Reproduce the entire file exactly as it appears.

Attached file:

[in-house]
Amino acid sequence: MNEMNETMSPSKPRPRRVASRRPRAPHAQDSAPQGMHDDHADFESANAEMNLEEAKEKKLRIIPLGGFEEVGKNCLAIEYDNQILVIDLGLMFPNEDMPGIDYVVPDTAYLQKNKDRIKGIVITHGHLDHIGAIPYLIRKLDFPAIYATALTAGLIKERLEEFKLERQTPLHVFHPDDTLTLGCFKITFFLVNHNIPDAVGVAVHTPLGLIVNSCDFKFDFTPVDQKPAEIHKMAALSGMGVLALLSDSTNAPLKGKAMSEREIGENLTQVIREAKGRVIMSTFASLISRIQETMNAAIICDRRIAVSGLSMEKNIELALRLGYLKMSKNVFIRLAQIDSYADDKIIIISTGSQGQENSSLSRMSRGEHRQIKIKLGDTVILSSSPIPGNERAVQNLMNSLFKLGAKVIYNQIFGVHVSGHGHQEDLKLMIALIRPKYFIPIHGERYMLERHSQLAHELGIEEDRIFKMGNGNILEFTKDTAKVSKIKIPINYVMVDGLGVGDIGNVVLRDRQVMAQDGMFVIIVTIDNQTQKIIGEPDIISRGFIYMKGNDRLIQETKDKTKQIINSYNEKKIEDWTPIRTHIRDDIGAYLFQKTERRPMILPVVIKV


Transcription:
[in-house]
Amino acid sequence: MNEMNETMSPSKPRPRRVASRRPRAPHAQDSAPQGMHDDHADFESANAEMNLEEAKEKKLRIIPLGGFEEVGKNCLAIEYDNQILVIDLGLMFPNEDMPGIDYVVPDTAYLQKNKDRIKGIVITHGHLDHIGAIPYLIRKLDFPAIYATALTAGLIKERLEEFKLERQTPLHVFHPDDTLTLGCFKITFFLVNHNIPDAVGVAVHTPLGLIVNSCDFKFDFTPVDQKPAEIHKMAALSGMGVLALLSDSTNAPLKGKAMSEREIGENLTQVIREAKGRVIMSTFASLISRIQETMNAAIICDRRIAVSGLSMEKNIELALRLGYLKMSKNVFIRLAQIDSYADDKIIIISTGSQGQENSSLSRMSRGEHRQIKIKLGDTVILSSSPIPGNERAVQNLMNSLFKLGAKVIYNQIFGVHVSGHGHQEDLKLMIALIRPKYFIPIHGERYMLERHSQLAHELGIEEDRIFKMGNGNILEFTKDTAKVSKIKIPINYVMVDGLGVGDIGNVVLRDRQVMAQDGMFVIIVTIDNQTQKIIGEPDIISRGFIYMKGNDRLIQETKDKTKQIINSYNEKKIEDWTPIRTHIRDDIGAYLFQKTERRPMILPVVIKV